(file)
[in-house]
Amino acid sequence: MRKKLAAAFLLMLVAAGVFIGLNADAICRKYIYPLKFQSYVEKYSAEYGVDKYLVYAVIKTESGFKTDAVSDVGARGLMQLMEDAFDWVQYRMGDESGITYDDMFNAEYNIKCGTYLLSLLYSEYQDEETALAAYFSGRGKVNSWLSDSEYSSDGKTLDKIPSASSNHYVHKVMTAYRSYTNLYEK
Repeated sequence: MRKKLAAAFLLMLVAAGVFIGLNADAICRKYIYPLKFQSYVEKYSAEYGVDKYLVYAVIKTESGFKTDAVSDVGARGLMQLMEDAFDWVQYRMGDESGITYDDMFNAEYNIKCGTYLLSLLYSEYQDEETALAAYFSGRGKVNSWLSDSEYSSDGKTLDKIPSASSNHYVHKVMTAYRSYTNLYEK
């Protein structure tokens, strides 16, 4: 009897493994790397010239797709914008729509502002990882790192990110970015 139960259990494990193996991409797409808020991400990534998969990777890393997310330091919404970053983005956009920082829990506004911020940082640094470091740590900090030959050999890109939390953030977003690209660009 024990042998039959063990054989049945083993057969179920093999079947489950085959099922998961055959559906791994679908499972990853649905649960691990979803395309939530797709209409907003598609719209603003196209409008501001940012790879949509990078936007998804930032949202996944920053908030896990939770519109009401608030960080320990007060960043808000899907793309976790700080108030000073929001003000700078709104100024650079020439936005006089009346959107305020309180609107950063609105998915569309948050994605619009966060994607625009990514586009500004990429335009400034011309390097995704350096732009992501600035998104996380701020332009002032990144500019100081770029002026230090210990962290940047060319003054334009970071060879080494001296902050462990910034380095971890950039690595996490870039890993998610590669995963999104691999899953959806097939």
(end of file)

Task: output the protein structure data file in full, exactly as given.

[in-house]
Amino acid sequence: MRKKLAAAFLLMLVAAGVFIGLNADAICRKYIYPLKFQSYVEKYSAEYGVDKYLVYAVIKTESGFKTDAVSDVGARGLMQLMEDAFDWVQYRMGDESGITYDDMFNAEYNIKCGTYLLSLLYSEYQDEETALAAYFSGRGKVNSWLSDSEYSSDGKTLDKIPSASSNHYVHKVMTAYRSYTNLYEK
Repeated sequence: MRKKLAAAFLLMLVAAGVFIGLNADAICRKYIYPLKFQSYVEKYSAEYGVDKYLVYAVIKTESGFKTDAVSDVGARGLMQLMEDAFDWVQYRMGDESGITYDDMFNAEYNIKCGTYLLSLLYSEYQDEETALAAYFSGRGKVNSWLSDSEYSSDGKTLDKIPSASSNHYVHKVMTAYRSYTNLYEK
């Protein structure tokens, strides 16, 4: 009897493994790397010239797709914008729509502002990882790192990110970015 139960259990494990193996991409797409808020991400990534998969990777890393997310330091919404970053983005956009920082829990506004911020940082640094470091740590900090030959050999890109939390953030977003690209660009 024990042998039959063990054989049945083993057969179920093999079947489950085959099922998961055959559906791994679908499972990853649905649960691990979803395309939530797709209409907003598609719209603003196209409008501001940012790879949509990078936007998804930032949202996944920053908030896990939770519109009401608030960080320990007060960043808000899907793309976790700080108030000073929001003000700078709104100024650079020439936005006089009346959107305020309180609107950063609105998915569309948050994605619009966060994607625009990514586009500004990429335009400034011309390097995704350096732009992501600035998104996380701020332009002032990144500019100081770029002026230090210990962290940047060319003054334009970071060879080494001296902050462990910034380095971890950039690595996490870039890993998610590669995963999104691999899953959806097939």